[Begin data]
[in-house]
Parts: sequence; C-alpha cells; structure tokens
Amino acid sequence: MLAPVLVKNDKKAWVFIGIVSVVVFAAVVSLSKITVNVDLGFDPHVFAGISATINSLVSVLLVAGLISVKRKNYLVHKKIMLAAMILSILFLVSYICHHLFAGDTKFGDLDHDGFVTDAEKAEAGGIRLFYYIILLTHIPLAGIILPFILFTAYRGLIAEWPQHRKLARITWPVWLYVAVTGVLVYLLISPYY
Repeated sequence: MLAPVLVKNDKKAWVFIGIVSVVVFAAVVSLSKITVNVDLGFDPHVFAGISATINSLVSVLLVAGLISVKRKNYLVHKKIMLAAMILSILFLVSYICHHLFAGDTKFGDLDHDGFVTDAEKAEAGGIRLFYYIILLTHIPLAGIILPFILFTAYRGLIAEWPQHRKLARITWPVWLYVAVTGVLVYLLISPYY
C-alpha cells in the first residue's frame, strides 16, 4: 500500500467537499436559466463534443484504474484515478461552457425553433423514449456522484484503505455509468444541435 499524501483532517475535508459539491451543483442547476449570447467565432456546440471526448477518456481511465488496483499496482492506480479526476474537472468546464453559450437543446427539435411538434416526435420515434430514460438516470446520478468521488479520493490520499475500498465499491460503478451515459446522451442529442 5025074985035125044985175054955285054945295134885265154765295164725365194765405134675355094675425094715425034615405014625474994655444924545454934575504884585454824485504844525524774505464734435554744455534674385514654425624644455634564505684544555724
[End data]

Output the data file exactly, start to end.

[in-house]
Parts: sequence; C-alpha cells; structure tokens
Amino acid sequence: MLAPVLVKNDKKAWVFIGIVSVVVFAAVVSLSKITVNVDLGFDPHVFAGISATINSLVSVLLVAGLISVKRKNYLVHKKIMLAAMILSILFLVSYICHHLFAGDTKFGDLDHDGFVTDAEKAEAGGIRLFYYIILLTHIPLAGIILPFILFTAYRGLIAEWPQHRKLARITWPVWLYVAVTGVLVYLLISPYY
Repeated sequence: MLAPVLVKNDKKAWVFIGIVSVVVFAAVVSLSKITVNVDLGFDPHVFAGISATINSLVSVLLVAGLISVKRKNYLVHKKIMLAAMILSILFLVSYICHHLFAGDTKFGDLDHDGFVTDAEKAEAGGIRLFYYIILLTHIPLAGIILPFILFTAYRGLIAEWPQHRKLARITWPVWLYVAVTGVLVYLLISPYY
C-alpha cells in the first residue's frame, strides 16, 4: 500500500467537499436559466463534443484504474484515478461552457425553433423514449456522484484503505455509468444541435 499524501483532517475535508459539491451543483442547476449570447467565432456546440471526448477518456481511465488496483499496482492506480479526476474537472468546464453559450437543446427539435411538434416526435420515434430514460438516470446520478468521488479520493490520499475500498465499491460503478451515459446522451442529442 5025074985035125044985175054955285054945295134885265154765295164725365194765405134675355094675425094715425034615405014625474994655444924545454934575504884585454824485504844525524774505464734435554744455534674385514654425624644455634564505684544555724